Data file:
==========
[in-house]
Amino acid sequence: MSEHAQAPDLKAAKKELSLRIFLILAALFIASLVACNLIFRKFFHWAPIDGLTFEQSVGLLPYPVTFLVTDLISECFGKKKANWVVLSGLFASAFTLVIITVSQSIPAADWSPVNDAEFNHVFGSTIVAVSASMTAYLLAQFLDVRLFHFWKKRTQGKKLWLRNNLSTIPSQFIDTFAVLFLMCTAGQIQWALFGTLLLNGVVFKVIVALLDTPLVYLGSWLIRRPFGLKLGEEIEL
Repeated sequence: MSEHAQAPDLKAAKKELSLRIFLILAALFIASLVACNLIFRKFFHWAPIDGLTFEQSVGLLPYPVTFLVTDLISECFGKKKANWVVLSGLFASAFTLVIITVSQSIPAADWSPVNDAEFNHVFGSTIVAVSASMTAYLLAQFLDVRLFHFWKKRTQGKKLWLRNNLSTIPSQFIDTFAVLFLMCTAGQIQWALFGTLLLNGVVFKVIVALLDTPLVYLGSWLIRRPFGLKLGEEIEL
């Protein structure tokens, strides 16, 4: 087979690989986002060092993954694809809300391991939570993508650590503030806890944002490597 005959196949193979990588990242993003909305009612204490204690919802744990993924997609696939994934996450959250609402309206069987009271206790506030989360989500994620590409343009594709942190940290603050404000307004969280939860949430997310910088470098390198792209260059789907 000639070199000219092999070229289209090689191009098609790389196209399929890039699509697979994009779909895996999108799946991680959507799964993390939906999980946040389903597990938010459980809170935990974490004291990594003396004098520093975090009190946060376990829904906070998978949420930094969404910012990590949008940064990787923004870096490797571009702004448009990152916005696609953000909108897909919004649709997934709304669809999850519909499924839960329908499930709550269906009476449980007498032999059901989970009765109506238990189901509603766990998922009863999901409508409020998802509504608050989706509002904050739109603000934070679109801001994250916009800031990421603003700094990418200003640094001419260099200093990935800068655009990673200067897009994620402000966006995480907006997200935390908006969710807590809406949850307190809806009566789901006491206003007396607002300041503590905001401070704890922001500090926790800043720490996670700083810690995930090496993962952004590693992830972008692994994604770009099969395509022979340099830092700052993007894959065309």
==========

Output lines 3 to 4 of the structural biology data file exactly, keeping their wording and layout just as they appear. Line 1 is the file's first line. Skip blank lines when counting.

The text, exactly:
Repeated sequence: MSEHAQAPDLKAAKKELSLRIFLILAALFIASLVACNLIFRKFFHWAPIDGLTFEQSVGLLPYPVTFLVTDLISECFGKKKANWVVLSGLFASAFTLVIITVSQSIPAADWSPVNDAEFNHVFGSTIVAVSASMTAYLLAQFLDVRLFHFWKKRTQGKKLWLRNNLSTIPSQFIDTFAVLFLMCTAGQIQWALFGTLLLNGVVFKVIVALLDTPLVYLGSWLIRRPFGLKLGEEIEL
């Protein structure tokens, strides 16, 4: 087979690989986002060092993954694809809300391991939570993508650590503030806890944002490597 005959196949193979990588990242993003909305009612204490204690919802744990993924997609696939994934996450959250609402309206069987009271206790506030989360989500994620590409343009594709942190940290603050404000307004969280939860949430997310910088470098390198792209260059789907 000639070199000219092999070229289209090689191009098609790389196209399929890039699509697979994009779909895996999108799946991680959507799964993390939906999980946040389903597990938010459980809170935990974490004291990594003396004098520093975090009190946060376990829904906070998978949420930094969404910012990590949008940064990787923004870096490797571009702004448009990152916005696609953000909108897909919004649709997934709304669809999850519909499924839960329908499930709550269906009476449980007498032999059901989970009765109506238990189901509603766990998922009863999901409508409020998802509504608050989706509002904050739109603000934070679109801001994250916009800031990421603003700094990418200003640094001419260099200093990935800068655009990673200067897009994620402000966006995480907006997200935390908006969710807590809406949850307190809806009566789901006491206003007396607002300041503590905001401070704890922001500090926790800043720490996670700083810690995930090496993962952004590693992830972008692994994604770009099969395509022979340099830092700052993007894959065309």